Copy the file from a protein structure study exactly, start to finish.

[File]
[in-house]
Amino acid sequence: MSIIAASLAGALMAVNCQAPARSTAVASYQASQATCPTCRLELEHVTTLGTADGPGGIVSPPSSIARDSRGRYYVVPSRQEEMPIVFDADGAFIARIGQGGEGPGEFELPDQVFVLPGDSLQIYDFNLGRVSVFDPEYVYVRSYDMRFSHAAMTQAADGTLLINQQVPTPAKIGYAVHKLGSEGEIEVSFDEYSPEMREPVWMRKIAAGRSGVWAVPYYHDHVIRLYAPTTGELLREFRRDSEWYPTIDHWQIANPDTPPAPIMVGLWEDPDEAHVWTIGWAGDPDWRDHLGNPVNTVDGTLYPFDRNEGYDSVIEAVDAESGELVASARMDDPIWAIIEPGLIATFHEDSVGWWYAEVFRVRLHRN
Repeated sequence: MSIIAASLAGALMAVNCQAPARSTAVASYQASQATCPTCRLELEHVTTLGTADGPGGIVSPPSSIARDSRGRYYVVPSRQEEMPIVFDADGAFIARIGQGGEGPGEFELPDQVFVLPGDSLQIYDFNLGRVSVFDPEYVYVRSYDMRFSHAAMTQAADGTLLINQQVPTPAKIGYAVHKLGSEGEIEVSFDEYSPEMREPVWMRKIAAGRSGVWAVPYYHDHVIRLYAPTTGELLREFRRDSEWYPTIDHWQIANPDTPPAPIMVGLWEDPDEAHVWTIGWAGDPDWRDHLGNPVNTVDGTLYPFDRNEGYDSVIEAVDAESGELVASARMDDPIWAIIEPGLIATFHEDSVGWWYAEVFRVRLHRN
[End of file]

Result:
[in-house]
Amino acid sequence: MSIIAASLAGALMAVNCQAPARSTAVASYQASQATCPTCRLELEHVTTLGTADGPGGIVSPPSSIARDSRGRYYVVPSRQEEMPIVFDADGAFIARIGQGGEGPGEFELPDQVFVLPGDSLQIYDFNLGRVSVFDPEYVYVRSYDMRFSHAAMTQAADGTLLINQQVPTPAKIGYAVHKLGSEGEIEVSFDEYSPEMREPVWMRKIAAGRSGVWAVPYYHDHVIRLYAPTTGELLREFRRDSEWYPTIDHWQIANPDTPPAPIMVGLWEDPDEAHVWTIGWAGDPDWRDHLGNPVNTVDGTLYPFDRNEGYDSVIEAVDAESGELVASARMDDPIWAIIEPGLIATFHEDSVGWWYAEVFRVRLHRN
Repeated sequence: MSIIAASLAGALMAVNCQAPARSTAVASYQASQATCPTCRLELEHVTTLGTADGPGGIVSPPSSIARDSRGRYYVVPSRQEEMPIVFDADGAFIARIGQGGEGPGEFELPDQVFVLPGDSLQIYDFNLGRVSVFDPEYVYVRSYDMRFSHAAMTQAADGTLLINQQVPTPAKIGYAVHKLGSEGEIEVSFDEYSPEMREPVWMRKIAAGRSGVWAVPYYHDHVIRLYAPTTGELLREFRRDSEWYPTIDHWQIANPDTPPAPIMVGLWEDPDEAHVWTIGWAGDPDWRDHLGNPVNTVDGTLYPFDRNEGYDSVIEAVDAESGELVASARMDDPIWAIIEPGLIATFHEDSVGWWYAEVFRVRLHRN